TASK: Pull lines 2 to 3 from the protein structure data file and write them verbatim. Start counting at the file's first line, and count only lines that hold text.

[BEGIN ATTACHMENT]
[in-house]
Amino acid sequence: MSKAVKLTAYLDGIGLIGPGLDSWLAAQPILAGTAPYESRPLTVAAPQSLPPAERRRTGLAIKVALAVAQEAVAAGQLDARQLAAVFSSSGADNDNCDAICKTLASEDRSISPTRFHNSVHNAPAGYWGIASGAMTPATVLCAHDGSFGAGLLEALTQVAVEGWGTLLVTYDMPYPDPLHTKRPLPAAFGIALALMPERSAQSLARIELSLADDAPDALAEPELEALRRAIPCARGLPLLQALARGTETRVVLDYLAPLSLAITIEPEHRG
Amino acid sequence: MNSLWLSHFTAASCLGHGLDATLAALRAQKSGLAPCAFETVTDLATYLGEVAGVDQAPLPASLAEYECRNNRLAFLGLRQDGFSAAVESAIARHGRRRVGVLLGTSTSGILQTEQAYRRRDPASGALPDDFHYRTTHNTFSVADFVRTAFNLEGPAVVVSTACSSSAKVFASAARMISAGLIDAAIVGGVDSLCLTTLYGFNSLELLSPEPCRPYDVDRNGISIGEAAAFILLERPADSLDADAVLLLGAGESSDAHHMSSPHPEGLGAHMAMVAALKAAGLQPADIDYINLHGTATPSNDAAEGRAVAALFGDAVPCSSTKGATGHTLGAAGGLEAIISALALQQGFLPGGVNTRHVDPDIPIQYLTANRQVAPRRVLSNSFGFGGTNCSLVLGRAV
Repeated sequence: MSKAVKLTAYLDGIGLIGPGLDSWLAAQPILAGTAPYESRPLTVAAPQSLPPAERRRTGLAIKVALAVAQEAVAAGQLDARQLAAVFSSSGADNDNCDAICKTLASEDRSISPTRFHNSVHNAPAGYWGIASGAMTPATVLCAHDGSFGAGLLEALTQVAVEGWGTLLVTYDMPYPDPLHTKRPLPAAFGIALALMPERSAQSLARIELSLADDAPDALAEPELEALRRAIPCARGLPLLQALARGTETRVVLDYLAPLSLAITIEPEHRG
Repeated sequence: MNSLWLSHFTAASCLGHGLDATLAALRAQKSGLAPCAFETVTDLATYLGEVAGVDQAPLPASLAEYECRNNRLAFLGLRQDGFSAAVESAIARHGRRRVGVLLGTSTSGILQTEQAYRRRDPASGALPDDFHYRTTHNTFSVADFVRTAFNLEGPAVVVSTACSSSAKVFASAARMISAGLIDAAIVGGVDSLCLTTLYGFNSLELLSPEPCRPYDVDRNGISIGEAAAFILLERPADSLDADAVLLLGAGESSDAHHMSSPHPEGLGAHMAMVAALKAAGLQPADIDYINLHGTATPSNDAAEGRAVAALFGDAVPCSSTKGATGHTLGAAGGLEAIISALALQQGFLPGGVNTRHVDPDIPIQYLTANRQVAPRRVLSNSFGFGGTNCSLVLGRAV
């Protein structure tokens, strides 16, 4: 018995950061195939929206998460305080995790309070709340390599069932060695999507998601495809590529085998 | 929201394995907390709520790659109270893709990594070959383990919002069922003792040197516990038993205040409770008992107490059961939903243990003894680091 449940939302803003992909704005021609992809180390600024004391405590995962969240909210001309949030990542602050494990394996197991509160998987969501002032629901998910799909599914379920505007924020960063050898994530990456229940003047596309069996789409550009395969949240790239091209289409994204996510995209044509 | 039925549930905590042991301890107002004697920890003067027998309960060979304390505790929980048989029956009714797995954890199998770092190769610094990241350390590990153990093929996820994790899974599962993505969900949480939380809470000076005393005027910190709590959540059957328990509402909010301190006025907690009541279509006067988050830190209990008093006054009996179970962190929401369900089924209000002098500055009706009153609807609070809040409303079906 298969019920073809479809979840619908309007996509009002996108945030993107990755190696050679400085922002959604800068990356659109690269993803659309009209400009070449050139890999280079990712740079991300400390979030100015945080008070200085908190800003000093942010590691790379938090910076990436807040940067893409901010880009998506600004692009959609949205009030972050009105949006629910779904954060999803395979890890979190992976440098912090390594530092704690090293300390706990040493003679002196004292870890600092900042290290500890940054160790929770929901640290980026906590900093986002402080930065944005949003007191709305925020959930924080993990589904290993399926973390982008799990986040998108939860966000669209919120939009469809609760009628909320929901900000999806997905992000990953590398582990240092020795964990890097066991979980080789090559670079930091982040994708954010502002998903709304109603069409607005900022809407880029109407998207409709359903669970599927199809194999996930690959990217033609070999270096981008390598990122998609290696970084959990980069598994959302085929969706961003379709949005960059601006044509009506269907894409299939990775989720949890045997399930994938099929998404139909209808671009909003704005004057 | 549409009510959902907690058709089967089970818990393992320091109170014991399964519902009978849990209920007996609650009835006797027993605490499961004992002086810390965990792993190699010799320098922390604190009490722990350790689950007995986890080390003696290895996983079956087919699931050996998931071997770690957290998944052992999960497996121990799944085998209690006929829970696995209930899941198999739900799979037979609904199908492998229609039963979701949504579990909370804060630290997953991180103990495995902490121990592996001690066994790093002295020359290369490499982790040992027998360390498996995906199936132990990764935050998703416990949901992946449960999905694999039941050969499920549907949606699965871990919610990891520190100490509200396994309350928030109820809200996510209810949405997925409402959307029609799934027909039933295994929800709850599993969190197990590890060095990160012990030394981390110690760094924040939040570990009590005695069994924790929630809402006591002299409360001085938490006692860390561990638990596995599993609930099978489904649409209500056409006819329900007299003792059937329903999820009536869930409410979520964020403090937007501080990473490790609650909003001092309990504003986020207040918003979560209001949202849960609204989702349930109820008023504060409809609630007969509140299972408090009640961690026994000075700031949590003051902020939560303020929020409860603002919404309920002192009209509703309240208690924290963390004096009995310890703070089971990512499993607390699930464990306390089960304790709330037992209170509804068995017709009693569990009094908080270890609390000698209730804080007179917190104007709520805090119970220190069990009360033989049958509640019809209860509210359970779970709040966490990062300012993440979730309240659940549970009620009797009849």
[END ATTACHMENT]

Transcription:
Amino acid sequence: MSKAVKLTAYLDGIGLIGPGLDSWLAAQPILAGTAPYESRPLTVAAPQSLPPAERRRTGLAIKVALAVAQEAVAAGQLDARQLAAVFSSSGADNDNCDAICKTLASEDRSISPTRFHNSVHNAPAGYWGIASGAMTPATVLCAHDGSFGAGLLEALTQVAVEGWGTLLVTYDMPYPDPLHTKRPLPAAFGIALALMPERSAQSLARIELSLADDAPDALAEPELEALRRAIPCARGLPLLQALARGTETRVVLDYLAPLSLAITIEPEHRG
Amino acid sequence: MNSLWLSHFTAASCLGHGLDATLAALRAQKSGLAPCAFETVTDLATYLGEVAGVDQAPLPASLAEYECRNNRLAFLGLRQDGFSAAVESAIARHGRRRVGVLLGTSTSGILQTEQAYRRRDPASGALPDDFHYRTTHNTFSVADFVRTAFNLEGPAVVVSTACSSSAKVFASAARMISAGLIDAAIVGGVDSLCLTTLYGFNSLELLSPEPCRPYDVDRNGISIGEAAAFILLERPADSLDADAVLLLGAGESSDAHHMSSPHPEGLGAHMAMVAALKAAGLQPADIDYINLHGTATPSNDAAEGRAVAALFGDAVPCSSTKGATGHTLGAAGGLEAIISALALQQGFLPGGVNTRHVDPDIPIQYLTANRQVAPRRVLSNSFGFGGTNCSLVLGRAV